This week, we're taking a deep dive into the subject of family and sport, exploring the fascinating question of whether sporting talent is inherent or nurtured. Here, our editor Alison Root shares her thoughts
By Alison Root
Have you ever watched a sports superstar in action and marvelled at their seemingly superhuman skills? Whether it’s the awe-inspiring athleticism of Dina Asher-Smith or the football skills of Lioness Beth Mead, it’s natural to wonder what factors contribute to such extraordinary sporting ability. This week, we’re focusing on the subject of family and sport, and amongst other stories, we having spoken to sporting siblings and a mother-cum manager to her freestyle footballing daughter to question whether sporting talent is something you are born with, or is it the result of years of training and nurturing? In other words, does nature or nurture play a more significant role in shaping sporting prowess?
This question has long fascinated researchers and enthusiasts alike, sparking intense debates that have spanned generations. The nature versus nurture debate has permeated various fields of study, including sports science. While there is no definitive answer, a closer examination of the available evidence can shed light on this captivating topic.
When we consider the nature aspect of sporting ability, it’s widely acknowledged that genetic factors play a role in determining certain physical attributes, such as height, muscle fibre composition, and cardiovascular capacity, all of which can impact athletic performance. Studies have shown that elite athletes often possess genetic variations that give them an advantage in their chosen sport. For example, researchers have identified specific gene variants associated with endurance performance, muscle strength, and even hand-eye coordination. These genetic predispositions, combined with favourable anatomical characteristics, can provide a head start for individuals in the realm of sports.
However, it would be a mistake to conclude that nature alone determines sporting ability. The role of nurture, encompassing training, coaching, and environmental factors, cannot be overlooked. It is through deliberate practice, relentless dedication, and expert guidance that athletes unlock their full potential. Anders Ericsson, a renowned psychologist, popularised the concept of deliberate practice, emphasising the importance of purposeful training and continuous improvement. This notion suggests that sporting ability is primarily shaped by the countless hours of deliberate practice devoted to refining skills, honing technique, and building physical fitness. It’s fair to say that the role of nurture applies to Jenny Lynch and the upbringing of her football playing daughter Charlotte. “There are certain innate qualities and passions within us, but it also takes someone to believe in you and invest their time and energy in your development,” says Charlotte.
When it comes to siblings, they may excel in different sports or excel to different degrees within the same sport, as their individual genetic makeup and environmental experiences may vary. In our article with sisters Jodie and Hannah Williams, identifying the precise influence of nature versus nurture is challenging as both factors have been intricately intertwined in shaping their athletic careers. Younger sister Hannah followed in Jodie’s footsteps – a case of ‘If you can’t beat them, join them,’ which is a common scenario and one that I can relate to.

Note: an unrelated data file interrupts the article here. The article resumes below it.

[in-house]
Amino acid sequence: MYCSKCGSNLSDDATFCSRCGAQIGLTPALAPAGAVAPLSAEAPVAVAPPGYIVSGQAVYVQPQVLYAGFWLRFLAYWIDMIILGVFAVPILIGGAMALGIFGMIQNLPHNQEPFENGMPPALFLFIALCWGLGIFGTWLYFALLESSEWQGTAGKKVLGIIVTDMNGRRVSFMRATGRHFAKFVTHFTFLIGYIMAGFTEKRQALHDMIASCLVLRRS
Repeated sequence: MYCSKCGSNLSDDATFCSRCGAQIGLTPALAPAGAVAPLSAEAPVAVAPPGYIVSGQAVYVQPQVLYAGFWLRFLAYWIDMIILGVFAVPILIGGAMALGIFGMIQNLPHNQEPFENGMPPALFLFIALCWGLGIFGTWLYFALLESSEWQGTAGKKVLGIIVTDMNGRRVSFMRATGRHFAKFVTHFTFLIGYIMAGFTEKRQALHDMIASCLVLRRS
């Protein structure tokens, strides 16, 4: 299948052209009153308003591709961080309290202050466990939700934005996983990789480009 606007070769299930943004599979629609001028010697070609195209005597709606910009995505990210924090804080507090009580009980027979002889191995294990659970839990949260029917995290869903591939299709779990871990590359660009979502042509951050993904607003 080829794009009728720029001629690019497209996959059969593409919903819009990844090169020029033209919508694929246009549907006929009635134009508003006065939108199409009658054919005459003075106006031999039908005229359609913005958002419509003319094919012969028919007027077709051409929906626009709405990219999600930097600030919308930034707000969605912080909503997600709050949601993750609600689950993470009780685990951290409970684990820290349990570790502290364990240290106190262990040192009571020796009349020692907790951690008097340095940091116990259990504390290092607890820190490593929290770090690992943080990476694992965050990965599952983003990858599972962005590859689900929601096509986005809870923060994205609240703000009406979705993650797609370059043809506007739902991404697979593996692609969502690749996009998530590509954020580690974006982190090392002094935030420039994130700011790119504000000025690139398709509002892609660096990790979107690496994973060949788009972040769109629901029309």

For my brother Martin and I, it was definitely a case of nurture over nature. While holidaying in Italy aged 15 and 10 respectively, my brother spent time playing tennis with our dad. A chance meeting with a German tennis coach, who had identified his potential from afar, he suggested to my parents that they join him in a tennis club on our return to the UK. I should add that our parents were not serious tennis players, nor were they familiar with the tennis scene, but with their support and encouragement, this eventually led both of us to compete at a high level.
Another compelling example that highlights the impact of nurture is the rise of the East African dominance in long-distance running. Athletes from countries like Kenya and Ethiopia have consistently excelled in distance running events, winning numerous Olympic and World Championship titles. While some argue that this success stems from a genetic advantage, further scrutiny reveals a culture deeply rooted in running. Children in these regions often grow up running long distances as part of their daily routines, traversing challenging terrains at high altitudes. This early exposure, combined with the socio-cultural significance placed on running, creates an environment that fosters the development of exceptional endurance athletes.
In essence, the question of whether sporting ability is governed by nature or nurture does not lend itself to a simple either-or answer. It is a complex interplay of both factors. Genetic predispositions may provide a foundation for excellence, but it is the nurturing environment, deliberate practice, and expert coaching that allow athletes to reach the pinnacle of their potential.
So, the next time you witness a jaw-dropping display of sporting brilliance, remember that it is the result of a delicate dance.